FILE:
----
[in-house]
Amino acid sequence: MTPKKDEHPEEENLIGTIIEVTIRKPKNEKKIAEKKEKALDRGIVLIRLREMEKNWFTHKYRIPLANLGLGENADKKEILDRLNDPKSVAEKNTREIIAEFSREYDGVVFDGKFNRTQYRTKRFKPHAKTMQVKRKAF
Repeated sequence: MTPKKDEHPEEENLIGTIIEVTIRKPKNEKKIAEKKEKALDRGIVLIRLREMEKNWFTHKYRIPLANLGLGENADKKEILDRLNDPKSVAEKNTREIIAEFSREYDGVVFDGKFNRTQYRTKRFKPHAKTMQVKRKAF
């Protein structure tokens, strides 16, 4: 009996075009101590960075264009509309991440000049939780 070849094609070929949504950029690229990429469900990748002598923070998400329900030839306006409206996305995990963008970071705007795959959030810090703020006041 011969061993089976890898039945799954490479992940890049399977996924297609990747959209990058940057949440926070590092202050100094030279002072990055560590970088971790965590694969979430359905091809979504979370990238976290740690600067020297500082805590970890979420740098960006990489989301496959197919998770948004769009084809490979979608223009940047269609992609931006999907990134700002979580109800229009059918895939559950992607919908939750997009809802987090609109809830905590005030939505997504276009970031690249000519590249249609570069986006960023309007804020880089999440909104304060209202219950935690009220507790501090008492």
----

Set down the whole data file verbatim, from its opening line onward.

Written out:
[in-house]
Amino acid sequence: MTPKKDEHPEEENLIGTIIEVTIRKPKNEKKIAEKKEKALDRGIVLIRLREMEKNWFTHKYRIPLANLGLGENADKKEILDRLNDPKSVAEKNTREIIAEFSREYDGVVFDGKFNRTQYRTKRFKPHAKTMQVKRKAF
Repeated sequence: MTPKKDEHPEEENLIGTIIEVTIRKPKNEKKIAEKKEKALDRGIVLIRLREMEKNWFTHKYRIPLANLGLGENADKKEILDRLNDPKSVAEKNTREIIAEFSREYDGVVFDGKFNRTQYRTKRFKPHAKTMQVKRKAF
């Protein structure tokens, strides 16, 4: 009996075009101590960075264009509309991440000049939780 070849094609070929949504950029690229990429469900990748002598923070998400329900030839306006409206996305995990963008970071705007795959959030810090703020006041 011969061993089976890898039945799954490479992940890049399977996924297609990747959209990058940057949440926070590092202050100094030279002072990055560590970088971790965590694969979430359905091809979504979370990238976290740690600067020297500082805590970890979420740098960006990489989301496959197919998770948004769009084809490979979608223009940047269609992609931006999907990134700002979580109800229009059918895939559950992607919908939750997009809802987090609109809830905590005030939505997504276009970031690249000519590249249609570069986006960023309007804020880089999440909104304060209202219950935690009220507790501090008492």